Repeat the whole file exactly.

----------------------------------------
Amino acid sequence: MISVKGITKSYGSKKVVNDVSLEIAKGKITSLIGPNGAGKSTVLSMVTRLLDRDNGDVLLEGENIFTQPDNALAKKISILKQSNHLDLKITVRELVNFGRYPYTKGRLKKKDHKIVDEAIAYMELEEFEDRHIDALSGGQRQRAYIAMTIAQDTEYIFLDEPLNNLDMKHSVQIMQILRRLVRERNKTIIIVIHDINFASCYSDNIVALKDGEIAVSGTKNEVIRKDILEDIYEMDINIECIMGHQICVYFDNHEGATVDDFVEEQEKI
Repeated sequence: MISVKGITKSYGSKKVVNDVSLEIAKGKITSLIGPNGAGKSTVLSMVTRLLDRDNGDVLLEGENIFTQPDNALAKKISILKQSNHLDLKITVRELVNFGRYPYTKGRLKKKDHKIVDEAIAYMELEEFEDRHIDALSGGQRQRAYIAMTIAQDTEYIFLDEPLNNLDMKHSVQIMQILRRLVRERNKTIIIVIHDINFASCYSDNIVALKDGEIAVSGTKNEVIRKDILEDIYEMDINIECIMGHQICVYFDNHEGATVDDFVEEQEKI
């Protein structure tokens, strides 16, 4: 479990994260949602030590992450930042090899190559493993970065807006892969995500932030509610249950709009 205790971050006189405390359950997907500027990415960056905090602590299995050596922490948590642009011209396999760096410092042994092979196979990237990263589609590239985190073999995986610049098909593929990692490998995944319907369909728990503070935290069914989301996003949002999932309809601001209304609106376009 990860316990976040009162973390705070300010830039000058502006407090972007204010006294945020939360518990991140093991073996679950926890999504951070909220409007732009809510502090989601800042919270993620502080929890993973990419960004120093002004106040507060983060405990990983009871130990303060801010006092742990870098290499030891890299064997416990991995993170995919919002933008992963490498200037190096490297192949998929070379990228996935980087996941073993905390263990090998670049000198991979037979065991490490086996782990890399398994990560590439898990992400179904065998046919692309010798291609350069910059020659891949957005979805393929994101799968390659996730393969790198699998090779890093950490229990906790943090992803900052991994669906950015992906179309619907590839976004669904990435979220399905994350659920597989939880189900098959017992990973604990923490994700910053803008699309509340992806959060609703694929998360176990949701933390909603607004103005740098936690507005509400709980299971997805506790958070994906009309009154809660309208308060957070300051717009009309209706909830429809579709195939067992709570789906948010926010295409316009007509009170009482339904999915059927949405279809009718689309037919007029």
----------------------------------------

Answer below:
Amino acid sequence: MISVKGITKSYGSKKVVNDVSLEIAKGKITSLIGPNGAGKSTVLSMVTRLLDRDNGDVLLEGENIFTQPDNALAKKISILKQSNHLDLKITVRELVNFGRYPYTKGRLKKKDHKIVDEAIAYMELEEFEDRHIDALSGGQRQRAYIAMTIAQDTEYIFLDEPLNNLDMKHSVQIMQILRRLVRERNKTIIIVIHDINFASCYSDNIVALKDGEIAVSGTKNEVIRKDILEDIYEMDINIECIMGHQICVYFDNHEGATVDDFVEEQEKI
Repeated sequence: MISVKGITKSYGSKKVVNDVSLEIAKGKITSLIGPNGAGKSTVLSMVTRLLDRDNGDVLLEGENIFTQPDNALAKKISILKQSNHLDLKITVRELVNFGRYPYTKGRLKKKDHKIVDEAIAYMELEEFEDRHIDALSGGQRQRAYIAMTIAQDTEYIFLDEPLNNLDMKHSVQIMQILRRLVRERNKTIIIVIHDINFASCYSDNIVALKDGEIAVSGTKNEVIRKDILEDIYEMDINIECIMGHQICVYFDNHEGATVDDFVEEQEKI
């Protein structure tokens, strides 16, 4: 479990994260949602030590992450930042090899190559493993970065807006892969995500932030509610249950709009 205790971050006189405390359950997907500027990415960056905090602590299995050596922490948590642009011209396999760096410092042994092979196979990237990263589609590239985190073999995986610049098909593929990692490998995944319907369909728990503070935290069914989301996003949002999932309809601001209304609106376009 990860316990976040009162973390705070300010830039000058502006407090972007204010006294945020939360518990991140093991073996679950926890999504951070909220409007732009809510502090989601800042919270993620502080929890993973990419960004120093002004106040507060983060405990990983009871130990303060801010006092742990870098290499030891890299064997416990991995993170995919919002933008992963490498200037190096490297192949998929070379990228996935980087996941073993905390263990090998670049000198991979037979065991490490086996782990890399398994990560590439898990992400179904065998046919692309010798291609350069910059020659891949957005979805393929994101799968390659996730393969790198699998090779890093950490229990906790943090992803900052991994669906950015992906179309619907590839976004669904990435979220399905994350659920597989939880189900098959017992990973604990923490994700910053803008699309509340992806959060609703694929998360176990949701933390909603607004103005740098936690507005509400709980299971997805506790958070994906009309009154809660309208308060957070300051717009009309209706909830429809579709195939067992709570789906948010926010295409316009007509009170009482339904999915059927949405279809009718689309037919007029």